Submission to the PAC by John Mason (7 Nov 2006)

"Information Technology in the NHS - What Next? This document is triggered by the Richard Bacon and John Pugh suggestions and is a comment on the present state of IMT in the NHS, with suggested ways forward."

Notes on a Speech by Richard Bacon, Royal Society of Medicine (28 Nov 2006)

(By Colin Tully)

Nine propositions about NPfIT that he believes to be true

(1) The scale of expenditure is so huge as to be incomprehensible and therefore to resist effective scrutiny.

(2) Local implementation costs are likely to be three-to-five times larger than procurement/development costs.

(3) Major problems have arisen from the speed at which central contracts were let.

(4) Patient administration systems are being put into hospitals before the hospitals are ready.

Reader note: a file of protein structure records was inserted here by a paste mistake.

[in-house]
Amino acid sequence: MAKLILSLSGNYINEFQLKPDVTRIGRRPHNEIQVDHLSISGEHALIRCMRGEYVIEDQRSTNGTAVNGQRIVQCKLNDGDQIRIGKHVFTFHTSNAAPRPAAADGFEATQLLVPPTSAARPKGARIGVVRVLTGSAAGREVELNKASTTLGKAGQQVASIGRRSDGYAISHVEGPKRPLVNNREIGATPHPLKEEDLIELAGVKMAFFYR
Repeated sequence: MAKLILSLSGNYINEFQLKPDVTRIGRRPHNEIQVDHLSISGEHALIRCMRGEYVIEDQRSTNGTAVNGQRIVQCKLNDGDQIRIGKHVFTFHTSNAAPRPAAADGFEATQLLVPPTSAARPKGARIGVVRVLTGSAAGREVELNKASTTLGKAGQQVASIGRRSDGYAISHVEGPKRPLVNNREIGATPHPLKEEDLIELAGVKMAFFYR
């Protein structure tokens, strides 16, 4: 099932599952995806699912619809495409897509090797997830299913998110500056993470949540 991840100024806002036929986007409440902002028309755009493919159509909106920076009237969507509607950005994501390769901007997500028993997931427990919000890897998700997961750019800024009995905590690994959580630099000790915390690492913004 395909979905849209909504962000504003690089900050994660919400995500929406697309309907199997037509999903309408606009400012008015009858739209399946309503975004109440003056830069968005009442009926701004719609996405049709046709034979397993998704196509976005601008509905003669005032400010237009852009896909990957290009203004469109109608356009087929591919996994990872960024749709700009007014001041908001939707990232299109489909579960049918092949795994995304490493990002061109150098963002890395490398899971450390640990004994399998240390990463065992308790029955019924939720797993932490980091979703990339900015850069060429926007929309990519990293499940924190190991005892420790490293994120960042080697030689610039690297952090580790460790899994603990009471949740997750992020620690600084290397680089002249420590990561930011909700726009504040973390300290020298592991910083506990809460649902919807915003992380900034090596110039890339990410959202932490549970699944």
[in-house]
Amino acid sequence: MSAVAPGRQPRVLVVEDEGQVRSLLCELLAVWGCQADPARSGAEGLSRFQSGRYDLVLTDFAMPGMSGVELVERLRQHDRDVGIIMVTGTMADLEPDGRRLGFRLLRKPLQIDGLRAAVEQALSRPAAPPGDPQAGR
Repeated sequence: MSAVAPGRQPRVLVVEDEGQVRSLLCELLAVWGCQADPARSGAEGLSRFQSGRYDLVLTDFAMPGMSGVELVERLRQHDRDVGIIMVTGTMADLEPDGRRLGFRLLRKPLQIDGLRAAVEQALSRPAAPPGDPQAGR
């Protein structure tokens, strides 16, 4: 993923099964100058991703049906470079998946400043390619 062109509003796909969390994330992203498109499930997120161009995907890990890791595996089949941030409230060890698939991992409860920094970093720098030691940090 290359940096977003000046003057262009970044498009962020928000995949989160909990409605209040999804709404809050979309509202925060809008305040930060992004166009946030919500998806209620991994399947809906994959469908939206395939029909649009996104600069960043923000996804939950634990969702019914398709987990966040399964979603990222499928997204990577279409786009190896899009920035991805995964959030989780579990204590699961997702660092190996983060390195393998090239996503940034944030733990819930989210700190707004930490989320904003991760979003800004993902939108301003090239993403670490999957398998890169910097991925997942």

(5) Trust managers are being browbeaten.

(6) Deployment has not gone according to CfH's schedule.

(7) We should learn lessons from the fact that key players in the industry did not bid, and from the withdrawal of key contractors.

(8) We should ask why CSC have stayed in.

(9) We should question the assumption that the Care Records Service is of central importance. It won't be delivered by 2010. That means that providers will fall short of their revenue targets, and trusts will fall short of the services they've been promised.

Four propositions about NPfIT that he believes to be questionable

(1) Patient records need to be available anywhere in the country.

(2) Local trusts can't procure IT effectively.

(3) We need a single massive system.

(4) Having a national programme saves money.

Final remarks

(1) Bad projects cannot tolerate/withstand scrutiny and criticism. Good projects can and do.

(2) There was a very abbreviated reference to recent work by "Doctor Foster". It is possible that this related to the report entitled "Understanding the information needs of SHA and PCT boards", at http://www.drfoster.co.uk/library/localDocuments/IntellCommBoardJuly2006.pdf.